I think that Barrichello is allowed to compete. The rumors that he isn't allowed to race, or is being given an inferior car, just aren't true. He just isn't as fast as Schumacher, and never will be. There will always be the weekend or two per season where Barrichello will be unbeatable. Silverstone last year was one, Suzuka was another, and he would have done very well at Brazil, were it not for that "fuel pickup problem," which is F1 for "he ran out of gas."
It isn't Schumacher's fault that he's as good as he is, and works as hard as he does, nor is it his fault that there isn't really anyone of his caliber in F1 at present. Raikkonen will be there, as he is quite talented, no question. Montoya will never be there, ditto for Alonso. Drivers such as Webber or Button wouldn't be much better than Barrichello.
Besides, who in their right mind would want to partner someone that can beat them like a drum week in and week out? Barrichello is very fast, and very talented, certainly one of the top five drivers in F1. But Imola demonstrated why he just doesn't have the mentality to excel. Schumacher would have found a way past those slower cars, on the track or otherwise. Barrichello couldn't/didn't, even though if you look at his racing line compared to the cars he was stuck behind (R. Schumacher, Trulli) he wasn't using anywhere near the amount of track the other drivers were. He was definitely faster.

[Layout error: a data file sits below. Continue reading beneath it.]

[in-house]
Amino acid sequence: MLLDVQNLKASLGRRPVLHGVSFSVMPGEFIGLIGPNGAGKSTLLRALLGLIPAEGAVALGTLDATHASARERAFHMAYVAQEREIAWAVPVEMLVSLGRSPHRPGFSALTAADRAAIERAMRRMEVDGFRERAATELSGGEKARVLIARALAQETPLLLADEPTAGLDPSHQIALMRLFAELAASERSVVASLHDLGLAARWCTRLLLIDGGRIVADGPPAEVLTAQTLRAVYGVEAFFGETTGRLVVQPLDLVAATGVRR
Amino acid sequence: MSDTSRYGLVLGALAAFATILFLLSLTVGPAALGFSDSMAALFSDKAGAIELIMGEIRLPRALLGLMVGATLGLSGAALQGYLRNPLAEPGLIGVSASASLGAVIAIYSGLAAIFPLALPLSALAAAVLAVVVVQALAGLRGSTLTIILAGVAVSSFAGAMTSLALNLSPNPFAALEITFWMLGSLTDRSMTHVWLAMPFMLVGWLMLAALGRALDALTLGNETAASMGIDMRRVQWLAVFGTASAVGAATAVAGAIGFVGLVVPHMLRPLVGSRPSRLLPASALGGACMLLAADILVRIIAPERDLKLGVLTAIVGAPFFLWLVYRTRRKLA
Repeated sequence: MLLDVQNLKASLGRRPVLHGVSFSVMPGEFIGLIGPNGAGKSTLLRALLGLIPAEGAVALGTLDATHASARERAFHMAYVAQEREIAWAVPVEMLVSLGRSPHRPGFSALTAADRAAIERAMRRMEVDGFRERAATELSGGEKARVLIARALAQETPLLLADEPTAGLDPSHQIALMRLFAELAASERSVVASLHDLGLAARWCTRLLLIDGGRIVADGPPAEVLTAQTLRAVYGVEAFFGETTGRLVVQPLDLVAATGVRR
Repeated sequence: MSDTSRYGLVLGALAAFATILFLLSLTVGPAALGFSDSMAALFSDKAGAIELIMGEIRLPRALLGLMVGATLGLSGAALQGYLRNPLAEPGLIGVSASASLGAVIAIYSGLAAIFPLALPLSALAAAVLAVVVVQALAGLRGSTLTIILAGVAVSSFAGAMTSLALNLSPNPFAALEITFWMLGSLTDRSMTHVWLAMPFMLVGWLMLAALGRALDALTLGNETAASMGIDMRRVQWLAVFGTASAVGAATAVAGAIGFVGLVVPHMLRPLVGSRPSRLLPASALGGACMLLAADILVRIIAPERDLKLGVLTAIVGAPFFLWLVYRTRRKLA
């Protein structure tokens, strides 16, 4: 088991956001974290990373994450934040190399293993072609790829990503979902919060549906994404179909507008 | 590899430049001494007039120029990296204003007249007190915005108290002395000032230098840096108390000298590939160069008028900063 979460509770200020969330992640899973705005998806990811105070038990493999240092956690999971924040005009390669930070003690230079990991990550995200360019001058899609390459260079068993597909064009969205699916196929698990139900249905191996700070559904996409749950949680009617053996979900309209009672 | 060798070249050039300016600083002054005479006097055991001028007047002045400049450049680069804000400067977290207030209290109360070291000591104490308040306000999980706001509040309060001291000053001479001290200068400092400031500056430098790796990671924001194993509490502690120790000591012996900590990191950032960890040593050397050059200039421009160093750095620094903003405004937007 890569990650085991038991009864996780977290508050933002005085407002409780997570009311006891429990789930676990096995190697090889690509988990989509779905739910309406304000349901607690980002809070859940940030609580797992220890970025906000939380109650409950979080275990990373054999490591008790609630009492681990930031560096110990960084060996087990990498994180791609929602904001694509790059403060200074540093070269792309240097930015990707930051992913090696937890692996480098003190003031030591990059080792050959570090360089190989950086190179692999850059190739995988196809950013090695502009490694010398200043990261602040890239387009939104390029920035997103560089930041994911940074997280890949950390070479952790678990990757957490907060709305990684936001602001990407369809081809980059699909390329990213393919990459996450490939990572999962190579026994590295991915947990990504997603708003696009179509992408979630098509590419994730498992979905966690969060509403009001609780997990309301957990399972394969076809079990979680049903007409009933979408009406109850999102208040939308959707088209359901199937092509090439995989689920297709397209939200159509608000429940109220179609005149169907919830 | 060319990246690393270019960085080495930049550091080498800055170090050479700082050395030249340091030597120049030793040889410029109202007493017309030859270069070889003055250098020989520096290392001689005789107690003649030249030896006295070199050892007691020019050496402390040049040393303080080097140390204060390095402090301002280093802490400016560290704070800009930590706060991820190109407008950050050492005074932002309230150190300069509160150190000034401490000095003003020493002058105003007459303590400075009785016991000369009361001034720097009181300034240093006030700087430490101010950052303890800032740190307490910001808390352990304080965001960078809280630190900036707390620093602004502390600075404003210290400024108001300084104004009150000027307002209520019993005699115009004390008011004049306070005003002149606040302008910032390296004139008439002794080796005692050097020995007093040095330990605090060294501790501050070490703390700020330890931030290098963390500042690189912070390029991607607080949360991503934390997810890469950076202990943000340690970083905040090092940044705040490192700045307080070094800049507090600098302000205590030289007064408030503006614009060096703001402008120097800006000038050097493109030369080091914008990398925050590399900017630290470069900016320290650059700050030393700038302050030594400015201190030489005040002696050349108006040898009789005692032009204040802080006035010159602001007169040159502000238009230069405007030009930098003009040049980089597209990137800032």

I think that the other teams (well, not McLaren...) will definitely catch up to Ferrari. Renault still needs a bit more power, and Williams needs a bit more something or other. BAR should do very well at Barcelona. Don't forget that they have owned that track all during testing season, etc. This could be Button's first win. Once somebody else notches a win, people should calm down.
But I think that talk that Schumacher is "holding down" Barrichello, or that Barrichello isn't being allowed to race to his full potential, is misinformed. Barrichello is the no. 2 driver at Ferrari, in that the team is set up to have Schumacher win. This is no different from cycling, or a host of other sports where teams have a no. 1 rider. Perhaps if other teams adopted a no. 1 structure, they would be more focussed.
I would further argue that, with his pace, talent and hard work at raising Ferrari up from pack fodder to excellence, that Schumacher has earned his no. 1 status. In thinking about this debate, I don't know if speculation about whether or not he is good for F1, even though everyone is having it, even at the Ecclestone/Mosley level, is fruitful. He's here, he's good, and short of the FIA adopting the "success ballast" of other series, his dominance is a reality.